Oregon Coast Magazine November/DEcember 2007

Oregon Coast Magazines
Lunartics
Paddling under a full moon. By Lee Juillerat

Colors Go Wild beaneath the Waves Underwater creatures come in brilliant hues. By Joanne Huemoeller

Newport This real fishing town is also a magnet for tourists. By Barton Grover Howe

Christmas Shopping on the Coast Find unique gifts not found in the malls. By Vickie S. Higgins

Snow Camp Reborn Volunteers rebuild an historic fire lookout. By William Ferry

Jay Stewart This potter carries his inspiration to the dinner table. By Margaret D. Smith

Boone Clan Makes Claim on the Coast Daniel Boone's descendants forged a trail of their own. By Grace Elting Castle

Crossing the Bar A sailor tackles the notorious Columbia River bar. By Robert Olds

A Breed Apart Gentle Hanoverian horses are bred on a Gold Beach ranch. By Norman B. Martin

Coast History Revealed Reviews of three books offer a glimpse into the coast’s early days. By Judy Fleagle

Mine on Cape Mears Beach - A dangerous remnant of war lands on the North Oregon Coast sometime in the winter of 1953.

Departments:

Coast Lines

Coast Lines - By Rosemary Camozzi, Editor

Real Estate

The Oregon Coast's Red Lukewarm Real Estate Market - No one expected the red hot market that held sway on the Oregon Coast until early 2006 to keep on forever at the same pace. The Oregon Coast has not been completely immune.

Oregon Coast Vistas

Bandon seastacks -Charles Campbell

Bandon seatacks

Harbor at Depoe Bay.
- Chris Bryant

Harbor at Depoe Bay

Haystack Rock at Cannon Beach. - Zeb Andrews

Haystack Rock

Coast Lines

The days grow ever shorter, the mornings ever colder, and the rain ever more incessant. Yes, dear readers, it’s storm-watching season! As much as I hate to see fall’s bright colors fade, I relish these days when my cravings for hiking, beachcombing, and kayaking disappear because it’s just too nasty outside. Now there’s absolutely no reason in the world not to curl up with a magazine and a cup of steaming coffee and watch the wind throw sheets of rain onto the windowpanes.

Historic Newport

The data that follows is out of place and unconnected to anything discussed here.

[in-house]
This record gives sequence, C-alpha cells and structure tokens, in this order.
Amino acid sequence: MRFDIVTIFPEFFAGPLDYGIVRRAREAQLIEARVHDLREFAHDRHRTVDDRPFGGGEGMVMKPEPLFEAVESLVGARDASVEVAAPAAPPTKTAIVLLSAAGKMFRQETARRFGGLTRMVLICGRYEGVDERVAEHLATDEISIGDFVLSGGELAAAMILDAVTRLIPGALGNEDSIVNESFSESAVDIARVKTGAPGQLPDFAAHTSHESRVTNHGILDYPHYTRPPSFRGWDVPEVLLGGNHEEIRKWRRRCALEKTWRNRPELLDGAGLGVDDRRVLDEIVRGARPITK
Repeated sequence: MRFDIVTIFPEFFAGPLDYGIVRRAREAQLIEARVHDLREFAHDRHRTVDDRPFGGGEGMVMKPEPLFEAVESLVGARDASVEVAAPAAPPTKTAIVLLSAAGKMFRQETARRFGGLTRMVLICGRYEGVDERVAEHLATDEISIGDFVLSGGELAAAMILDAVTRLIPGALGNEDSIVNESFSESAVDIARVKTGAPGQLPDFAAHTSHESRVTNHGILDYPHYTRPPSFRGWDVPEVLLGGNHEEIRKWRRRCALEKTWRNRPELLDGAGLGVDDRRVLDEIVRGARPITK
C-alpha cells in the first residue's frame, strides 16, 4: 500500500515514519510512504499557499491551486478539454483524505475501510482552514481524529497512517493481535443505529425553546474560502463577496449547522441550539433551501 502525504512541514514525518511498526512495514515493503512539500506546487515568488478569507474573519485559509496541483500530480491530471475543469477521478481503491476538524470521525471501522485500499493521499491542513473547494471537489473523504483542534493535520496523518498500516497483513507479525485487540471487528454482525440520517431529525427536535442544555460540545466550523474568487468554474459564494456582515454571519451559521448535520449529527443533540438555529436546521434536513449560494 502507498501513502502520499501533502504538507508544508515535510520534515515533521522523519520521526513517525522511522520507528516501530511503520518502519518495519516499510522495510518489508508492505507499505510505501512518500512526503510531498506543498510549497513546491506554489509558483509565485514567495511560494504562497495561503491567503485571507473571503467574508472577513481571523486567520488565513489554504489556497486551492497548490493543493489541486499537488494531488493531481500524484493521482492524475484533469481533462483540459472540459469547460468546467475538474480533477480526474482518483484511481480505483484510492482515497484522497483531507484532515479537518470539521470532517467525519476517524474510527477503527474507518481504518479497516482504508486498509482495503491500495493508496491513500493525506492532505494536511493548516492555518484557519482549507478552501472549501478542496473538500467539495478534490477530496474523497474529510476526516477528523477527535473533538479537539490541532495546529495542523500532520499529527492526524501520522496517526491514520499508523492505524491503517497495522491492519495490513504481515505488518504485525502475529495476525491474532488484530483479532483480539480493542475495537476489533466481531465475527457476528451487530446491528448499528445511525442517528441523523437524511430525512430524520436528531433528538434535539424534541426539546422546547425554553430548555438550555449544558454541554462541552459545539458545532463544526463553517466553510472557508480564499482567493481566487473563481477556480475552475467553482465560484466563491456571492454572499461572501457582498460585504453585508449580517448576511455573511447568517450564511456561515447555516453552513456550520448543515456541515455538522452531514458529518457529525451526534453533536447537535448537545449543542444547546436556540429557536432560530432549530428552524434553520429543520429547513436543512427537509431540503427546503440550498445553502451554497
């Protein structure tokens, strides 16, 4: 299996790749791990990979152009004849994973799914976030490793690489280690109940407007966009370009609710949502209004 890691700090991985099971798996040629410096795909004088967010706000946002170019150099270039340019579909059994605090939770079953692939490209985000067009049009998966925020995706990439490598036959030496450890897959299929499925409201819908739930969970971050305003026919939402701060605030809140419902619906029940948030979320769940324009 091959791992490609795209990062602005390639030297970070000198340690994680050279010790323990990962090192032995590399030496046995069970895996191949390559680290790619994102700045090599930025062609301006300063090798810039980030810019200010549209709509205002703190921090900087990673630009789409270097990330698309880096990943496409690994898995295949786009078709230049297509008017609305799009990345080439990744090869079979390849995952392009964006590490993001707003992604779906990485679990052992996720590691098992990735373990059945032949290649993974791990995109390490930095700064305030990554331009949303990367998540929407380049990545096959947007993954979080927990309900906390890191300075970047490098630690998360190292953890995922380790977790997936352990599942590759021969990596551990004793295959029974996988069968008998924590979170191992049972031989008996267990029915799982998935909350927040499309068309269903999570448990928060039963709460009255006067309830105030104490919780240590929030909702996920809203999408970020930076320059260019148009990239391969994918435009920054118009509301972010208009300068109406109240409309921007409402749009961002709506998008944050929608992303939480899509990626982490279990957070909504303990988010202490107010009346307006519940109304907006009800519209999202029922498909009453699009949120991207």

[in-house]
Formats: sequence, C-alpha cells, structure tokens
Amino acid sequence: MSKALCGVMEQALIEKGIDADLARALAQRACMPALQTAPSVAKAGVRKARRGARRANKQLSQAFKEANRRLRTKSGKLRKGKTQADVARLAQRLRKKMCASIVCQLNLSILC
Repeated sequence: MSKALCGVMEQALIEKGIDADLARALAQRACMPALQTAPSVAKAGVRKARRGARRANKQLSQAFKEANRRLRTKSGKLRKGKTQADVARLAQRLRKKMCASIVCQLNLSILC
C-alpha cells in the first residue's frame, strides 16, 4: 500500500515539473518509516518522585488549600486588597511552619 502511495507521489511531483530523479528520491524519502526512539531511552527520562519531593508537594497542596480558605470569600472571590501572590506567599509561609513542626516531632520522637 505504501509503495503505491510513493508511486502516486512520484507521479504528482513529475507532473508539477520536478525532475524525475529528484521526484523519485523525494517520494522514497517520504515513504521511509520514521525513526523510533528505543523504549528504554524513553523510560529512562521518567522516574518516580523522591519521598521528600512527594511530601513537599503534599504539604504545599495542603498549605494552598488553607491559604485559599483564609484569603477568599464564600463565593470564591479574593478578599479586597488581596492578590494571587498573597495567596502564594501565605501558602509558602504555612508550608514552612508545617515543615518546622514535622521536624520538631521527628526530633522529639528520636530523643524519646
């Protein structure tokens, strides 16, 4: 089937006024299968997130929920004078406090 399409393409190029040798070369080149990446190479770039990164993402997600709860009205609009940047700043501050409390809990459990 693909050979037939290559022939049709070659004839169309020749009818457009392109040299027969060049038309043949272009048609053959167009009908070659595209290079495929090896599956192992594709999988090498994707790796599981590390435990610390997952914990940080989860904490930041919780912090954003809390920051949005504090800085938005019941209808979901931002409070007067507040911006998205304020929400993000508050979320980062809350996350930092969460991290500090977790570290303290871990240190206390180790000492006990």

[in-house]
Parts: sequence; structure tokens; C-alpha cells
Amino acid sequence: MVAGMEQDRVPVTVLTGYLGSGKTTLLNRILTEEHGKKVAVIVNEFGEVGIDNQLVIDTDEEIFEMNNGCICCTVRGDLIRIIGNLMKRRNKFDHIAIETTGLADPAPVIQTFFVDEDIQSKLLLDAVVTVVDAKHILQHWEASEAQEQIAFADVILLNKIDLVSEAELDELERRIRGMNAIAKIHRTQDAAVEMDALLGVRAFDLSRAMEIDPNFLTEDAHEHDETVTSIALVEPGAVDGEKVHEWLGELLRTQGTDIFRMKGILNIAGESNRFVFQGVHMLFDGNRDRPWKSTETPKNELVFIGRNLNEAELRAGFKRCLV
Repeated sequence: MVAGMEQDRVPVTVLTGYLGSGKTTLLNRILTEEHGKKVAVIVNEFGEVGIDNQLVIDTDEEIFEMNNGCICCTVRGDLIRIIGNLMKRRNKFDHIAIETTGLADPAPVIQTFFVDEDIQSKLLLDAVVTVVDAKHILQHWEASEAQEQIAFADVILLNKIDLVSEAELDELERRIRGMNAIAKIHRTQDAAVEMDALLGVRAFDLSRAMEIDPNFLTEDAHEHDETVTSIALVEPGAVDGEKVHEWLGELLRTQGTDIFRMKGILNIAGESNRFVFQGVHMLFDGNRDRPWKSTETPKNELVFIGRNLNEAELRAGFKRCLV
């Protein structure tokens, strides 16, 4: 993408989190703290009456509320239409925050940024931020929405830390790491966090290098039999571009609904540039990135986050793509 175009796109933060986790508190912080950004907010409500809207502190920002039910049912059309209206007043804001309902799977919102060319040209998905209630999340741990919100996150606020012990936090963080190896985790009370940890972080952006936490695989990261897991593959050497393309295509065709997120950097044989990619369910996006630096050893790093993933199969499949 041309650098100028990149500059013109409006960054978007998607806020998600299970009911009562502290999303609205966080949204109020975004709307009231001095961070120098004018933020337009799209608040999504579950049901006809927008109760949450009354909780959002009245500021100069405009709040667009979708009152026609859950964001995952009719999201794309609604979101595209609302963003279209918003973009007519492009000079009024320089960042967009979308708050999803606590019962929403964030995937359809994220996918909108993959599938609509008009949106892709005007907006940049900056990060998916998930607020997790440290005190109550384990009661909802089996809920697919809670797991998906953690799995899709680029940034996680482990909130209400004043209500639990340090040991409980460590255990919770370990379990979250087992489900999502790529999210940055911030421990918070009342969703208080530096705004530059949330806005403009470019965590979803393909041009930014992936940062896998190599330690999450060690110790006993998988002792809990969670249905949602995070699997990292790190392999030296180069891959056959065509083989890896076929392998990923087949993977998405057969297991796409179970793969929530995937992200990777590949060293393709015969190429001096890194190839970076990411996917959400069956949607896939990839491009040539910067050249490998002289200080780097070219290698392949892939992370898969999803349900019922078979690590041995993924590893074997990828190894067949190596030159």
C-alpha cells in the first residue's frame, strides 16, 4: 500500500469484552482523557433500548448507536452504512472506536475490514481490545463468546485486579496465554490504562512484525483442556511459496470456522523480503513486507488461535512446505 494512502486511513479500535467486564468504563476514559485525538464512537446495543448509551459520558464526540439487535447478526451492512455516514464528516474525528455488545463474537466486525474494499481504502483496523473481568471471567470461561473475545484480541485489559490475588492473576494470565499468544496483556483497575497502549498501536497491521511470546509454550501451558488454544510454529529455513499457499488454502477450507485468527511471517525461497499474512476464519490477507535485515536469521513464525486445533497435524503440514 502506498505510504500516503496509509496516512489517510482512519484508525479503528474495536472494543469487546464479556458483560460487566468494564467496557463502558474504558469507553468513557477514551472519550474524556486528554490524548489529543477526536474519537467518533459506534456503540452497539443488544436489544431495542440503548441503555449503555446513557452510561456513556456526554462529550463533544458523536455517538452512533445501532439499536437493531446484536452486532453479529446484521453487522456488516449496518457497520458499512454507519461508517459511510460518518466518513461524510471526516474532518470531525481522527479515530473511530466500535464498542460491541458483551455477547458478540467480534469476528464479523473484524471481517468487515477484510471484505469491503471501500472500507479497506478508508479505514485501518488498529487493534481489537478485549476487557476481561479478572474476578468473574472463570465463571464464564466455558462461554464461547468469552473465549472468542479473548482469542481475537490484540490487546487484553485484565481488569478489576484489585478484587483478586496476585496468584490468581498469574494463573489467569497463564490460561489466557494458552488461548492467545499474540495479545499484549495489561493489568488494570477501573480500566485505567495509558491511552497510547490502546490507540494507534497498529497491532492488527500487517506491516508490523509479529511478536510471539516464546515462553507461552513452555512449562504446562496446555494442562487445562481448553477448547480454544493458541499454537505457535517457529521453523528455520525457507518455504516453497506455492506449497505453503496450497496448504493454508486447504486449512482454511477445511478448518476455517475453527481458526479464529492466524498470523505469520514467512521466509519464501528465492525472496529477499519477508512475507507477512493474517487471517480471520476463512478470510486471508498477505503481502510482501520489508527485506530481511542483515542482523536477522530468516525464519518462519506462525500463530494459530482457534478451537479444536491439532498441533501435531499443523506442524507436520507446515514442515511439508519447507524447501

The ship Mischief docked at the Bayfront,
July, 23, 1889.

We do, thankfully, have our own little ray of sunshine occasionally hanging around the office. My co-editor Emily Kolkemo and husband Jeff are the proud parents of Genevieve Isabel, who is now a little over two months old. Gen incubated in the office, so she came out well-accustomed to the rustle of paper, clatter of keys, and voices of editors. We’re glad Emily’s back with us on a part-time basis now.

In this issue we’ve taken a close look at the city of Newport, celebrating its 125th anniversary this fall. Newport is a wonderful place, with its mixture of commercial and charter fishing, scientists studying marine ecosystems, a thriving performing arts venue, the Oregon Coast Aquarium and Hatfield Marine Science Center, eclectic shops and restaurants, beautiful beaches, and, of course, tourists who have come to enjoy all this bounty. Without a doubt, there’s always something fun to do in Newport.

While colors outside have faded to browns and grays, the sea still conceals a panoply of creatures in brilliant hues. I would venture to guess that most of you aren’t going to be diving much this winter, so I know you’ll enjoy Joanne Huemoeller’s beautiful photos of anemones and other sea life. You can also join Robert Olds on a trip across the Columbia Bar on a 492-foot grain ship, paddle under the full moon with Lee Juillerat, and walk the beach with Howard Sherwood back in the winter of ’53, when he came upon a live mine on the beach at Cape Meares. Lots of good reading here, so let your imagination take you away while you enjoy the opportunity to slow down with your favorite books and magazines. Happy Holidays!

For a no-risk trial copy of our current issue, Click Here. If you like it, you will receive a full year (five more issues) for just $19.95, our special, introductory Internet rate -- a savings of $2.00 off the newsstand price!

 


 


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